On the tip of the engaging elements 58 and 60, hooks 62 projecting outward are integrally formed. As shown in FIG. 1, the tip of each of the engaging elements 58 and 60 is inserted into and passes through the through-hole 16 of the corresponding receiving portion 14. The hook 62 at its tip portion, after passing through the through-hole 16, disengagebly engages the lower end of the wall of the opening. As shown in FIG. 1, in order to prevent the hooks 62 of the engaging elements 58 and 60 from protruding downwardly from the lower surface of the bottom portion 6 of the heat sink 2, depressions 64 are formed on the lower surface of said bottom portion 6 to accommodate the hooks 62 of the corresponding engaging elements 58, 60.

On both ends of the top wall 26 of the housing 4, rectangular cut-outs 66 extending inwardly toward the fan housing 32 are formed. Those cut-outs 66 expose both ends of a plurality of cooling fins 8 to the ambient atmosphere, thus enhancing the cooling effect of the cooling fins 8.

In the following, explanation will be made about how to assemble the heat sink fan having above mentioned configuration. In order to attach the heat sink fan to the semiconductor device 22, first, the heat sink 2 is attached to the top surface of the semiconductor device 22. This procedure can be attained by inserting each fixing pin 24 of the heat sink 2 into the corresponding depression of the semiconductor device 22.

In order to further ensure the mounting of the heat sink 2 to the semiconductor device 22, an adhesive or an adhesive tape can may be employed.

Then, the housing 4 is coupled to the heat sink 2. For the coupling of the housing 4, a pair of side walls 28 and 30 are positioned just outside of the outermost cooling fins 8 of the heat sink 2. Then the engaging elements 58 and 60 of the side walls 28 and 30 are pushed slightly inward to be put in the cut-outs 10 and 12 of the heat sink 2, and in this condition, the housing 4 is moved downward relative to the heat sink 2. The method for coupling the housing 4 to the heat sink 2 as mentioned above permits the tip of the engaging elements 58 and 60 to pass through the through-hole 16 of the receiving portion 14, and their hooks 62 comes into engagement with the lower end wall of the openings of the through-holes 16 by the force of elastic deformation of the engaging elements 58 and 60, thus the housing 4 is detachably coupled to the heat sink 2 as shown in FIG. 1.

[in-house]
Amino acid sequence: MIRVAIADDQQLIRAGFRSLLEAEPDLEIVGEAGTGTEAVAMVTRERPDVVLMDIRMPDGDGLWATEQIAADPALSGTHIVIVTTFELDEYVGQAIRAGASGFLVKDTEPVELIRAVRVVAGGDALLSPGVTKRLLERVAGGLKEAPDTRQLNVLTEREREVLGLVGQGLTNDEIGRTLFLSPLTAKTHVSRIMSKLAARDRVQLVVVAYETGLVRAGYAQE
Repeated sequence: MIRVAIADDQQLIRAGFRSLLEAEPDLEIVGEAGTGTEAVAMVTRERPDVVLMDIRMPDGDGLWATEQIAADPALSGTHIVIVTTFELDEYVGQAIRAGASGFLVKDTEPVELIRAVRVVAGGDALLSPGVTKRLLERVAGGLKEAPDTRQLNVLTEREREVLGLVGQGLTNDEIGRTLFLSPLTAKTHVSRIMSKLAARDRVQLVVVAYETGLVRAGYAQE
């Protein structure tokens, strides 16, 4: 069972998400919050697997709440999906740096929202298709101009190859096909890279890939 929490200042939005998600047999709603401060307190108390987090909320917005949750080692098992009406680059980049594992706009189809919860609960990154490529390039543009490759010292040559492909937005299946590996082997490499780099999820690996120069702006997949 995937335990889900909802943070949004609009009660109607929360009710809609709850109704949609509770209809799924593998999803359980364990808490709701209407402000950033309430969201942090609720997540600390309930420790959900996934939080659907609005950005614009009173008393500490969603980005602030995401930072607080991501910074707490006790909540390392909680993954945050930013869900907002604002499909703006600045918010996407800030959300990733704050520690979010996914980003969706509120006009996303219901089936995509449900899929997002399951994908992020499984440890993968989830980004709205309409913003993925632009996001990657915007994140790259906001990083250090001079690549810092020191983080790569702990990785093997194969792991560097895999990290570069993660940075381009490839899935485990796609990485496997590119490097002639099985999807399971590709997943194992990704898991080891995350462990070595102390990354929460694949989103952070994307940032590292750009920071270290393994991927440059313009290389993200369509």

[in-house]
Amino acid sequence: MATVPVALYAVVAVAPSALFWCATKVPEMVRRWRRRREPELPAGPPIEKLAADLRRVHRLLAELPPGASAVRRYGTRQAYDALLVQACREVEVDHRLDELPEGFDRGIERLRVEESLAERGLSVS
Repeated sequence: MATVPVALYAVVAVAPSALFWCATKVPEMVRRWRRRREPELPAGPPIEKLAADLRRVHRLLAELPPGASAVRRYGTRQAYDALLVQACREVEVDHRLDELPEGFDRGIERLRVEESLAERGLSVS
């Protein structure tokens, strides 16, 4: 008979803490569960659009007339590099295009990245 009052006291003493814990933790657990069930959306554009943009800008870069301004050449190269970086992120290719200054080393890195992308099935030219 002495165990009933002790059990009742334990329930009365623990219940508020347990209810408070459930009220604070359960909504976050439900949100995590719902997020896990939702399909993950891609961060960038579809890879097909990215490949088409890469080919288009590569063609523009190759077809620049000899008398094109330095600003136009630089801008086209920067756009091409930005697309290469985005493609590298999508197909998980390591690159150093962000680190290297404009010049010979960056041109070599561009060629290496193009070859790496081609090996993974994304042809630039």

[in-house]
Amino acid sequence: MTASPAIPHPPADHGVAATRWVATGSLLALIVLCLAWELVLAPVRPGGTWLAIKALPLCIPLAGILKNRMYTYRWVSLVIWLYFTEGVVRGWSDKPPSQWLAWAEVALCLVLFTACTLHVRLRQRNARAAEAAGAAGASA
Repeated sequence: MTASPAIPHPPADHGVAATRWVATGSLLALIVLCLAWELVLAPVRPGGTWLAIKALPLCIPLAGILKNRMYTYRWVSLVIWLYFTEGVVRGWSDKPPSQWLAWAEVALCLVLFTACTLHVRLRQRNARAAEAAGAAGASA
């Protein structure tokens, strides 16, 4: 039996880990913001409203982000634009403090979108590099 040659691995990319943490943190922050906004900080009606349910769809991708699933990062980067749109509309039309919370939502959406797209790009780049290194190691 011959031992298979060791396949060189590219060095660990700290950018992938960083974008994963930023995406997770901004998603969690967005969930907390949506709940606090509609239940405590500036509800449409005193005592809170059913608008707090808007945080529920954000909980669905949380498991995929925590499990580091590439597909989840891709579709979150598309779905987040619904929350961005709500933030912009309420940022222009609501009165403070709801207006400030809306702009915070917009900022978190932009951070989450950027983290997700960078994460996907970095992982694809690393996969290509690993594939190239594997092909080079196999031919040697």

In this coupled condition, the side walls 28 and 30 of the housing 4 are positioned outside of the outermost cooling fins 8 at both sides of the heat sink 2. The engaging elements 58 and 60 of the side walls 28 and 30 are positioned inside of the corresponding cut-outs 10 and 12 of the heat sink 2. The hooks 62 of the engaging elements 58 and 60 are received by the openings of the through-holes 16 of the receiving portion 14. Thus, the housing 4 is securely and detachably coupled to the heat sink 2. The rotor 44 and the blades 46 of the fan 20 mounted on the housing 4 are accommodated in the recess 18 of the heat sink 2.

When the rotor 44 rotates in the predetermined direction in this coupled condition, air is sucked through the air passages 38 of the housing 4 by the effect of turning blades 46, thereby creating air flow over the cooling fins 8. The heat generated by the semiconductor device 22 is conducted to a plurality of cooling fins 8 through the bottom 6 of the heat sink 2, and the semiconductor device 22 is cooled as desired by forcibly cooling the cooling fins 8 when air sucked in by the blades 46 flows along these cooling fins 8. Furthermore, to detach the housing 4 from the heat sink 2, press the engaging elements 58 and 60 slightly inward to flex them so that the hook 62 is disengaged from the opening of the through-hole 16 of the receiving portion 14. Then, the housing 4 is moved upwardly from the heat sink 2.

FIG. 3 shows a second embodiment of the heat sink fan according to the present invention. The heat sink fan of this second embodiment comprises a heat sink 68 and a housing 70 which is detachably coupled with the heat sink 68. The heat sink 68 has a rectangular bottom portion 72, on which top surface a plurality of cooling fins 74 are integrally formed and laterally spaced apart from each other. The cooling fins 74 extend straight in the longitudinal direction of the heat sink 68. In the embodiment shown in FIG. 3, engaging flanges 76 and 77 are formed at the base of the outermost cooling fins 74 of the heat sink 68 at the central portion thereof with regard to the longitudinal direction. The flanges 76 and 77 extend outward.